The people of the Viškovo area have preserved many beliefs and legends that date back to ancient times and which are connected to Old Slavic and other ancient traditions.
MALIK: Malik is a dwarf with the height of a 5-year-old child. He wears a red hat and lives in underground caves and pits, and people used to say that he also lurks in šterne waterwells. He is not evil but might lure away a child that could afterwards not find their way back home. Adults would often warn children not to look over the edge of šterne because Malik could pull them inside. Some also believed that there is a Malik in every pit, guarding his gold.
FAIRIES: Fairies were imagined as beautiful blonde girls in a white dress with a golden belt and with a golden crown on their heads. They dwelled in the forests, danced in the glades at night, and bathed in ponds. They kept their magic powers in an embroidered scarf, which they would toss over their shoulder in order to fly and become invisible. Fairies are benevolent creatures that help people in the forest but who only rarely show themselves.
ČOŠKA AND MAROŠKA, DAUGHTERS OF A FAIRY: The most famous legend of Halubje is the one of the sisters Čoška and Maroška, who were born in Marišćina Forest on the border between Viškovo and Klana. The forest was owned by the inhabitants of Marčelji until the 21st century. The remains of the Limes boundary wall, which are still visible here, probably inspired the legend of a nobleman with a bad character who lived here. One night, when returning home from an inn, he heard laughter at a nearby pond. He saw some fairies bathing and stole the scarf of one of them. The other fairies flew away, but the one whose scarf had been stolen remained his captive. She married him and gave birth to two daughters, Čoška and Maroška. After the nobleman was killed in a fight, the fairy found her scarf and flew away. She would come every night to play with her daughters, who grew up to become diligent women respected by the local people.
After a dry summer, a terrible storm destroyed all the crops and caused starvation. God and St. Peter came to see how the people were coping with the hardship. Čoška and Maroška welcomed them warmly and offered them water and acorn bread. But then a miracle occurred: wine started to flow instead of water and the bread that came out of the oven was white. Čoška and Maroška were rewarded for their diligence and kindness, and such a terrible storm never happened again. They both married well and divided their estate with their neighbours – the inhabitants of Marčelji.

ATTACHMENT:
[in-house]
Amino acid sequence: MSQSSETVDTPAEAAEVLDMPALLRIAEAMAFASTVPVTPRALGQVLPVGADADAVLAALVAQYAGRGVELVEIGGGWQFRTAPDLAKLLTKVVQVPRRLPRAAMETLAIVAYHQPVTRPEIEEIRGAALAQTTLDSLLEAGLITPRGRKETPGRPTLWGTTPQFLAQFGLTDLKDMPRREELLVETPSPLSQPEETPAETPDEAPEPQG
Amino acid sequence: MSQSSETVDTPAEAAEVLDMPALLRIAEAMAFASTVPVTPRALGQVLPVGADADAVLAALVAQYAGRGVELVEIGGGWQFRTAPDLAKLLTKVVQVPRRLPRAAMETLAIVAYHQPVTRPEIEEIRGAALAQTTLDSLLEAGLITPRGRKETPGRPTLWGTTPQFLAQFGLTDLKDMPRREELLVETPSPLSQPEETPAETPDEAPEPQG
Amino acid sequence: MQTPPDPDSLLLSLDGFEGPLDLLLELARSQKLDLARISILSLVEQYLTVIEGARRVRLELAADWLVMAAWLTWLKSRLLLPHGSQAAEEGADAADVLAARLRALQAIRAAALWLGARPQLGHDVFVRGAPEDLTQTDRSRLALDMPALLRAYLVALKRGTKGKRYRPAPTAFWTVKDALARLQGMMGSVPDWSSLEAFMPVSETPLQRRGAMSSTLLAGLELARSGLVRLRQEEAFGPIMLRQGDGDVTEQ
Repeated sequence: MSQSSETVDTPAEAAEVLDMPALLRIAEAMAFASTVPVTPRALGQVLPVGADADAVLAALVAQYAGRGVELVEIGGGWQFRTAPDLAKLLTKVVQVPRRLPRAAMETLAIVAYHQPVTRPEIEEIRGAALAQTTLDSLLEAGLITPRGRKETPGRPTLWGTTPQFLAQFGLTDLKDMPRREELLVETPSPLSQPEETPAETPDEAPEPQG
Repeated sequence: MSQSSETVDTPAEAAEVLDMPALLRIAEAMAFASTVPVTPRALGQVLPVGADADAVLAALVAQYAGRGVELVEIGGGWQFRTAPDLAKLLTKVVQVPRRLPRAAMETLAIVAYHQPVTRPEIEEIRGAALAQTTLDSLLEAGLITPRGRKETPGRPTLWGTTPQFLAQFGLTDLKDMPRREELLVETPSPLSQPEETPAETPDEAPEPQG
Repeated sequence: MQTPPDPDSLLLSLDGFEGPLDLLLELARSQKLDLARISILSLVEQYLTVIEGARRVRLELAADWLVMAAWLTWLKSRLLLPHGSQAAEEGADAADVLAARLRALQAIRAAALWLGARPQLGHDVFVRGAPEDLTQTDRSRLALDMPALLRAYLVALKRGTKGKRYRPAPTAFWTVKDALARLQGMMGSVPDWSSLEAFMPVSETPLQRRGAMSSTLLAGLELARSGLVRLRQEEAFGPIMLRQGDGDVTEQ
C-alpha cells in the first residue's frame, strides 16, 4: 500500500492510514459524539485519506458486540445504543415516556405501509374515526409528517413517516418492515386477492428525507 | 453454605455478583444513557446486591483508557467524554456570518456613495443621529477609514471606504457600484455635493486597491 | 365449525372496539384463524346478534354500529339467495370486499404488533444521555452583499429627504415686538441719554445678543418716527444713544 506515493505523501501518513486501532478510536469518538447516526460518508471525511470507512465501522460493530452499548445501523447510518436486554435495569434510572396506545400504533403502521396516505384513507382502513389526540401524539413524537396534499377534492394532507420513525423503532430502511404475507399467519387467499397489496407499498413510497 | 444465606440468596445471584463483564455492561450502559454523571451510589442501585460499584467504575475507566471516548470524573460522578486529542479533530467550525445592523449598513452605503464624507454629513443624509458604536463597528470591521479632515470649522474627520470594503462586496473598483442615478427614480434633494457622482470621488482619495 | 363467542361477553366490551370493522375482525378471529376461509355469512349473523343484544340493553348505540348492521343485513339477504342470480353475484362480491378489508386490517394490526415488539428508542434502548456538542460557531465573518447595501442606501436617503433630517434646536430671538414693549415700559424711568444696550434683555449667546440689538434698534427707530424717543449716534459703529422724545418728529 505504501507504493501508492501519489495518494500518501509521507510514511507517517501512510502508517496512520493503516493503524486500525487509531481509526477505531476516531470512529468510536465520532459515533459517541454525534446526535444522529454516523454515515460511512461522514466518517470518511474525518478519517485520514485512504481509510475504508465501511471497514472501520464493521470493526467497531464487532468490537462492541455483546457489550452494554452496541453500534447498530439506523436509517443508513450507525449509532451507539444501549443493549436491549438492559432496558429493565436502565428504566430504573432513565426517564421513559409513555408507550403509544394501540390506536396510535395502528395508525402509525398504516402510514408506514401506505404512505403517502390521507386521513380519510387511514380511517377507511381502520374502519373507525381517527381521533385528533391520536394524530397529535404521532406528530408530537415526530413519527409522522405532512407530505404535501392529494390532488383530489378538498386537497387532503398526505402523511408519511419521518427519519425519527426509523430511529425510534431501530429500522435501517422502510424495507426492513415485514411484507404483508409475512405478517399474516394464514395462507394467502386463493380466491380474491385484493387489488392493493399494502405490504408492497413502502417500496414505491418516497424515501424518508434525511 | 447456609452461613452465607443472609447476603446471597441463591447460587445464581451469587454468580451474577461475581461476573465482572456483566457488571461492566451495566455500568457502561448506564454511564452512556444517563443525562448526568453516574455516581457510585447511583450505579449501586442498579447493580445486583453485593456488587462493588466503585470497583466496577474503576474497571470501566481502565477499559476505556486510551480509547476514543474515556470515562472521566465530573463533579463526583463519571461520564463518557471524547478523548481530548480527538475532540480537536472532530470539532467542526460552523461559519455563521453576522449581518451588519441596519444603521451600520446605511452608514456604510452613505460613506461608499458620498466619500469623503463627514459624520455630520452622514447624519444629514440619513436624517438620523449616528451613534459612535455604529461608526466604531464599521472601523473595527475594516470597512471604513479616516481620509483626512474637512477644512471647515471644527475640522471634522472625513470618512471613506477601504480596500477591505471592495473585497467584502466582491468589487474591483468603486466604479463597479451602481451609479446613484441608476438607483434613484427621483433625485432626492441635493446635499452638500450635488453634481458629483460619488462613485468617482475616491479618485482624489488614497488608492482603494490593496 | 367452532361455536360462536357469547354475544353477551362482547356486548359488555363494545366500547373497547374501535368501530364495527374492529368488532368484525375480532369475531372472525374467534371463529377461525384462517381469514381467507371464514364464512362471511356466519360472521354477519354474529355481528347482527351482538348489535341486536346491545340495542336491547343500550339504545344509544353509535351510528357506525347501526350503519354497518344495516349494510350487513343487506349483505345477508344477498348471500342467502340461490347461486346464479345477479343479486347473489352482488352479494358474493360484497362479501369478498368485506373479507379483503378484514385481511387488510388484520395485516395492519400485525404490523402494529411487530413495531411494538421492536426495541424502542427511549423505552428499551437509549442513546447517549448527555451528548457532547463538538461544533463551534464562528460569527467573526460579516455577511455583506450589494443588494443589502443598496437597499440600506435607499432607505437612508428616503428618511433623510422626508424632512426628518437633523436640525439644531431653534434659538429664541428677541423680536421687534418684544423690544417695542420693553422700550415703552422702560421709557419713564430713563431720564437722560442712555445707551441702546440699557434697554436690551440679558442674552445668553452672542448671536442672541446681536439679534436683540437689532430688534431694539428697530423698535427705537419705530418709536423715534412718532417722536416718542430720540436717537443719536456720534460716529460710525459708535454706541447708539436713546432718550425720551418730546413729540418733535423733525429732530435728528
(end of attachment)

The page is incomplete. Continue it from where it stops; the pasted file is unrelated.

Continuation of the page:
In Halubje, a hailstorm is still called šoška. One may also say ‘It’s raining Čoška and Maroška’
THE LEGEND OF SOVJAK: There is a deep pit called Sovjak located in the Marinići area. Legend has it that in the past there was a noble estate and a house in which two sisters lived. They did not care about anyone but were selfish and heartless. Their brother Mate lived modestly and would warn them about their behaviour, but they did not listen. When God and St. Peter passed by disguised as beggars, the sisters would not give them water. In revenge, there was an earthquake that made the entire estate fall into the deepest pit in the area. The inhabitants would see two owls circling around the pit at night, so they concluded that the owls were the souls of the two selfish sisters and named the pit ‘Sovinjak’ after the Croatian word for owl – sova.
Their brother Mate felt sorry for them and had the Chapel of St. Matthew built on a nearby hill, where he prayed for their souls. A village emerged around the chapel, which was eventually turned into a church. The village around it was named Sveti Matej (St. Matthew).
In the 20th century, people began dumping waste in Sovinjak. By the end of the century, the deepest hole in the area had become a prominent hill, and Sovinjak is now only remembered in the legend.